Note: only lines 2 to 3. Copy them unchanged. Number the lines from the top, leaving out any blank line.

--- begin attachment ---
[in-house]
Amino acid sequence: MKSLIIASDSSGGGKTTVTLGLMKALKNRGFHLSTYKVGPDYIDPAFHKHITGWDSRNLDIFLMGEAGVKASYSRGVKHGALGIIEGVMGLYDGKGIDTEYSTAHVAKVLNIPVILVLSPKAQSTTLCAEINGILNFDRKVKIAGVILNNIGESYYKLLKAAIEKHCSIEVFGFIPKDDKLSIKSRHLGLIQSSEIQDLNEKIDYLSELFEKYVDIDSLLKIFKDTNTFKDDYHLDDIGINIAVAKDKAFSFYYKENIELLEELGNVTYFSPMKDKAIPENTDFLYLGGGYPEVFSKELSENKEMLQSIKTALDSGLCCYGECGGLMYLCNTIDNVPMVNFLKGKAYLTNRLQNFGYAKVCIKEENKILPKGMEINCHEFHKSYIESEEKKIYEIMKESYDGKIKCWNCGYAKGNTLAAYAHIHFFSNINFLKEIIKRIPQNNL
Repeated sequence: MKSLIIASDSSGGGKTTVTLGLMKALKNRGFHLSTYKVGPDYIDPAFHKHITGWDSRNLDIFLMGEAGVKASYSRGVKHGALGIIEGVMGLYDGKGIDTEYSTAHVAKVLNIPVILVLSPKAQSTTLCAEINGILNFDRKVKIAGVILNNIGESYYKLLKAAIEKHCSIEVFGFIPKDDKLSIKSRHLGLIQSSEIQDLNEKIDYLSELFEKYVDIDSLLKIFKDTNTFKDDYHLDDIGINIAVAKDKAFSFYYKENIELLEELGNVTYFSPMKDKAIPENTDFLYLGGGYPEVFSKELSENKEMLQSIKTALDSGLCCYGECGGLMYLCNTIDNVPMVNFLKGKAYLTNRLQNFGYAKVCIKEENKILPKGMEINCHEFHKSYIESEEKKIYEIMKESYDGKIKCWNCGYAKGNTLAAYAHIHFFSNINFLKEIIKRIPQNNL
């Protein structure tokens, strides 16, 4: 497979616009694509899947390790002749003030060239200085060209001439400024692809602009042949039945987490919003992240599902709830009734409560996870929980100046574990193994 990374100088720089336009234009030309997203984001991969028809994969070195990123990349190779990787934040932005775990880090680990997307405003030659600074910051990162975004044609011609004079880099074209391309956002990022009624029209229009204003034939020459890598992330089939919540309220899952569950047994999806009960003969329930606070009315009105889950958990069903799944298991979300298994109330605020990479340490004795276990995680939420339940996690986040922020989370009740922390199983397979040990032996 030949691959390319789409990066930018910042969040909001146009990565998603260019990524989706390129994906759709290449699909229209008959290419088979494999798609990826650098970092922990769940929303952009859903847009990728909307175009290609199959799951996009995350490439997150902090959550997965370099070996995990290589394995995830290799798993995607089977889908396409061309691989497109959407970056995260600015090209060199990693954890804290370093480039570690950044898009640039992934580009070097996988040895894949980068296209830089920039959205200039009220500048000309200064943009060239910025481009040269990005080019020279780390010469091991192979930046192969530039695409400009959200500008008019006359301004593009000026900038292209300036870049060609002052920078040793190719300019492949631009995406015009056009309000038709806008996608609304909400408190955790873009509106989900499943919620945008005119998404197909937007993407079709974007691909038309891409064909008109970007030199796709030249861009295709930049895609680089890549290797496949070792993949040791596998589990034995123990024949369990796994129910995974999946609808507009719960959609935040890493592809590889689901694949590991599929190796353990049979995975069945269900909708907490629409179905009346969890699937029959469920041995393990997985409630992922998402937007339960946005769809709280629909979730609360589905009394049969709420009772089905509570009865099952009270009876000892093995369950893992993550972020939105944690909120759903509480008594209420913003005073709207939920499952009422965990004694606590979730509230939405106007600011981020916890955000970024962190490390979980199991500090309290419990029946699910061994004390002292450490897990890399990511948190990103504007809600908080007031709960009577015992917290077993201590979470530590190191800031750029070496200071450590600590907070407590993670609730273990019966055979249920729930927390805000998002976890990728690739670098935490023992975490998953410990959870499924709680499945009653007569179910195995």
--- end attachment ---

Amino acid sequence: MKSLIIASDSSGGGKTTVTLGLMKALKNRGFHLSTYKVGPDYIDPAFHKHITGWDSRNLDIFLMGEAGVKASYSRGVKHGALGIIEGVMGLYDGKGIDTEYSTAHVAKVLNIPVILVLSPKAQSTTLCAEINGILNFDRKVKIAGVILNNIGESYYKLLKAAIEKHCSIEVFGFIPKDDKLSIKSRHLGLIQSSEIQDLNEKIDYLSELFEKYVDIDSLLKIFKDTNTFKDDYHLDDIGINIAVAKDKAFSFYYKENIELLEELGNVTYFSPMKDKAIPENTDFLYLGGGYPEVFSKELSENKEMLQSIKTALDSGLCCYGECGGLMYLCNTIDNVPMVNFLKGKAYLTNRLQNFGYAKVCIKEENKILPKGMEINCHEFHKSYIESEEKKIYEIMKESYDGKIKCWNCGYAKGNTLAAYAHIHFFSNINFLKEIIKRIPQNNL
Repeated sequence: MKSLIIASDSSGGGKTTVTLGLMKALKNRGFHLSTYKVGPDYIDPAFHKHITGWDSRNLDIFLMGEAGVKASYSRGVKHGALGIIEGVMGLYDGKGIDTEYSTAHVAKVLNIPVILVLSPKAQSTTLCAEINGILNFDRKVKIAGVILNNIGESYYKLLKAAIEKHCSIEVFGFIPKDDKLSIKSRHLGLIQSSEIQDLNEKIDYLSELFEKYVDIDSLLKIFKDTNTFKDDYHLDDIGINIAVAKDKAFSFYYKENIELLEELGNVTYFSPMKDKAIPENTDFLYLGGGYPEVFSKELSENKEMLQSIKTALDSGLCCYGECGGLMYLCNTIDNVPMVNFLKGKAYLTNRLQNFGYAKVCIKEENKILPKGMEINCHEFHKSYIESEEKKIYEIMKESYDGKIKCWNCGYAKGNTLAAYAHIHFFSNINFLKEIIKRIPQNNL